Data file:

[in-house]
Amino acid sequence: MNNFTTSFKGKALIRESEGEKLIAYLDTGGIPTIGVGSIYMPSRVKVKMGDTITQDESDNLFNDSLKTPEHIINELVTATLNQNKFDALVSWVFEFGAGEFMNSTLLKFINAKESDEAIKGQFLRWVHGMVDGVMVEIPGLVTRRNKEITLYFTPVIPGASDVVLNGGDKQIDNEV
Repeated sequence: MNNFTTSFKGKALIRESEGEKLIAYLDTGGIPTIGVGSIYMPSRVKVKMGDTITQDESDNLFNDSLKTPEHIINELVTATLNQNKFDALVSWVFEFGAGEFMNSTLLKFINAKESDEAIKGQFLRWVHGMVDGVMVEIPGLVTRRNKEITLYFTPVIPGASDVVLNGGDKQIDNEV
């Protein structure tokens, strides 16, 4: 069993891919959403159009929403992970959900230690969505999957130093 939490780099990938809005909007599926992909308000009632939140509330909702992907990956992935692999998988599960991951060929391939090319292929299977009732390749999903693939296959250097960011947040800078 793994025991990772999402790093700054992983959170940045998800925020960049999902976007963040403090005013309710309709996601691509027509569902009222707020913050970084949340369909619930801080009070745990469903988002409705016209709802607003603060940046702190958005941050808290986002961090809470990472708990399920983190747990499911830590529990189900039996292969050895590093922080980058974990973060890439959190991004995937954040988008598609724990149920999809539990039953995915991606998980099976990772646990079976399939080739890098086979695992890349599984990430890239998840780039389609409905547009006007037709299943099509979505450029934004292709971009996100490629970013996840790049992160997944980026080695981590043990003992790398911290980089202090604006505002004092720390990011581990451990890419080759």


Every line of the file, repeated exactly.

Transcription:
[in-house]
Amino acid sequence: MNNFTTSFKGKALIRESEGEKLIAYLDTGGIPTIGVGSIYMPSRVKVKMGDTITQDESDNLFNDSLKTPEHIINELVTATLNQNKFDALVSWVFEFGAGEFMNSTLLKFINAKESDEAIKGQFLRWVHGMVDGVMVEIPGLVTRRNKEITLYFTPVIPGASDVVLNGGDKQIDNEV
Repeated sequence: MNNFTTSFKGKALIRESEGEKLIAYLDTGGIPTIGVGSIYMPSRVKVKMGDTITQDESDNLFNDSLKTPEHIINELVTATLNQNKFDALVSWVFEFGAGEFMNSTLLKFINAKESDEAIKGQFLRWVHGMVDGVMVEIPGLVTRRNKEITLYFTPVIPGASDVVLNGGDKQIDNEV
């Protein structure tokens, strides 16, 4: 069993891919959403159009929403992970959900230690969505999957130093 939490780099990938809005909007599926992909308000009632939140509330909702992907990956992935692999998988599960991951060929391939090319292929299977009732390749999903693939296959250097960011947040800078 793994025991990772999402790093700054992983959170940045998800925020960049999902976007963040403090005013309710309709996601691509027509569902009222707020913050970084949340369909619930801080009070745990469903988002409705016209709802607003603060940046702190958005941050808290986002961090809470990472708990399920983190747990499911830590529990189900039996292969050895590093922080980058974990973060890439959190991004995937954040988008598609724990149920999809539990039953995915991606998980099976990772646990079976399939080739890098086979695992890349599984990430890239998840780039389609409905547009006007037709299943099509979505450029934004292709971009996100490629970013996840790049992160997944980026080695981590043990003992790398911290980089202090604006505002004092720390990011581990451990890419080759």